Fort Lauderdale—As cold, gloomy weather rolled into South Florida on Friday ahead of a cold front that will all but put the state into a freeze, so did Gov. Ron DeSantis, who reaffirmed his office’s position of helping farmers who will undoubtedly lose crops.
Gov. DeSantis said that the state has allocated resources to help the ailing Citrus industry and vegetable farmers in the event they require assistance as a result of losing crops to the cold weather.
Temperatures in Florida are expected to dip into the 20s as far down as Central Florida.
“They've had the canker problems, we have money in our budget, and will continue to do that,” said DeSantis. “Citrus is an important industry in Florida you know, we've been supportive and we’ll continue to do that.”
Back in June 2019, Gov. DeSantis announced that some $77 million in Hurricane Irma relief would be expedited to the citrus industry.
“The health of Florida’s iconic citrus industry is vital to our state’s economy,” said Governor DeSantis. “I’m proud that we’ve been able to step up to the plate and get funding to our citrus growers who are still recovering from Hurricane Irma. I look forward to continuing to work with the citrus industry and our federal partners to ensure we continue to expedite the release of these funds.”
While the price of food has skyrocketed as a result of nationwide inflation, the Citrus industry in Florida is expected to drop 11% in production during the 2021-2022 season.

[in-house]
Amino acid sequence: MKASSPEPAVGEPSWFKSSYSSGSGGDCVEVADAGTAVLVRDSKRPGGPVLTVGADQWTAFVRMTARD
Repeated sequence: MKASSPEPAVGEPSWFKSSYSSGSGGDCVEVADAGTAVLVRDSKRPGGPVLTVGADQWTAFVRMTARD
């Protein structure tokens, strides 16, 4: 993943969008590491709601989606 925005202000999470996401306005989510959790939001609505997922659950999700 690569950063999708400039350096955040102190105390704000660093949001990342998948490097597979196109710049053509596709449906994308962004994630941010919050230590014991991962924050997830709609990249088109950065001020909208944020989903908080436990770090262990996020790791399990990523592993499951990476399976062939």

Only 47 million boxes of oranges are expected to be produced.
Agriculture Commissioner Nikki Fried (D), who is running for governor in 2022, is being blamed by some for the sharp drop in citrus production shine she took office in 2019, even though the spread of the greening disease is out of her control.
The U.S. Department of Agriculture’s (USDA) National Agricultural Statistics Service estimated that during the 2019-2020 season, Florida’s citrus output would “hold” at 74 million boxes.
Citrus greening is to blame for the dropping orange production rates in the state, with the disease had infected 90% of all statewide orange groves.
"We remain committed to supporting our citrus producers with research, technology, and techniques to fight the spread of citrus greening," Florida Agriculture Commissioner Nikki Fried said in a statement to Axios.
According to the Florida Department of Agriculture and Consumer Services (FDACS) department, there are several different kinds of diseases that are plaguing 'Big Citrus' that has put much of the state's citrus crop under federal quarantine.
If things couldn’t get worse for Florida farmers, the threat of foreign countries continuing to try to compromise Florida agriculture by using “unfair foreign trade practices” that are harming the state’s produce industry, is very real.
Both Gov. DeSantis and Commissioner Fried have been pressuring the federal government to “level the playing field.”
“Florida farmers and American agriculture is the best in the world, and we are used to competition. But right now, we know Mexico and others are not fighting fair,” Commissioner Fried stated. “We need federal action to level the playing field for our seasonal producers and citrus farmers who drive our economy, create jobs, and feed our families.”